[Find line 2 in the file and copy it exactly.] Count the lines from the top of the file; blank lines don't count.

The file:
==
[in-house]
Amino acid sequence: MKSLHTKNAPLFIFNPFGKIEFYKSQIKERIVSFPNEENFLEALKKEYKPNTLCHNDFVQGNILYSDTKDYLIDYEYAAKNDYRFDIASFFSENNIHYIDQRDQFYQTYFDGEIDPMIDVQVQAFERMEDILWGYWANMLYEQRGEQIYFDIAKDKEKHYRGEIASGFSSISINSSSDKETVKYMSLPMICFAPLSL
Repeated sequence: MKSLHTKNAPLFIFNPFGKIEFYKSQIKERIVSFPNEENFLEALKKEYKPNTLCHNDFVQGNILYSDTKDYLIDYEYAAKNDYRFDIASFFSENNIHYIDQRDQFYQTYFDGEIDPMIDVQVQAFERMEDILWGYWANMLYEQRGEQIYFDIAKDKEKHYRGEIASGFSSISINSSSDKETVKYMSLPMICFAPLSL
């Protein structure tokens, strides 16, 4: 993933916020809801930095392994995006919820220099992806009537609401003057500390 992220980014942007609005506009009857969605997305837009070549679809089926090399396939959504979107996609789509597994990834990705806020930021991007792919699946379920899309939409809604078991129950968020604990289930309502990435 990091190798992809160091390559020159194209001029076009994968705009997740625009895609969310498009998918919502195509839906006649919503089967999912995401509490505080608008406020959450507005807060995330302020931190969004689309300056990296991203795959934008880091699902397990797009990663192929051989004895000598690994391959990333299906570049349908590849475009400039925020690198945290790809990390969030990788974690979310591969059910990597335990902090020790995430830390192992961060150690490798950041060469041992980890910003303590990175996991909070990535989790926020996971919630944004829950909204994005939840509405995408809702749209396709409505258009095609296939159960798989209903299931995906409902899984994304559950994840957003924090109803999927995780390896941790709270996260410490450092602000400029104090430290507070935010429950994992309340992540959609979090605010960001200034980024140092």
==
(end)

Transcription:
Amino acid sequence: MKSLHTKNAPLFIFNPFGKIEFYKSQIKERIVSFPNEENFLEALKKEYKPNTLCHNDFVQGNILYSDTKDYLIDYEYAAKNDYRFDIASFFSENNIHYIDQRDQFYQTYFDGEIDPMIDVQVQAFERMEDILWGYWANMLYEQRGEQIYFDIAKDKEKHYRGEIASGFSSISINSSSDKETVKYMSLPMICFAPLSL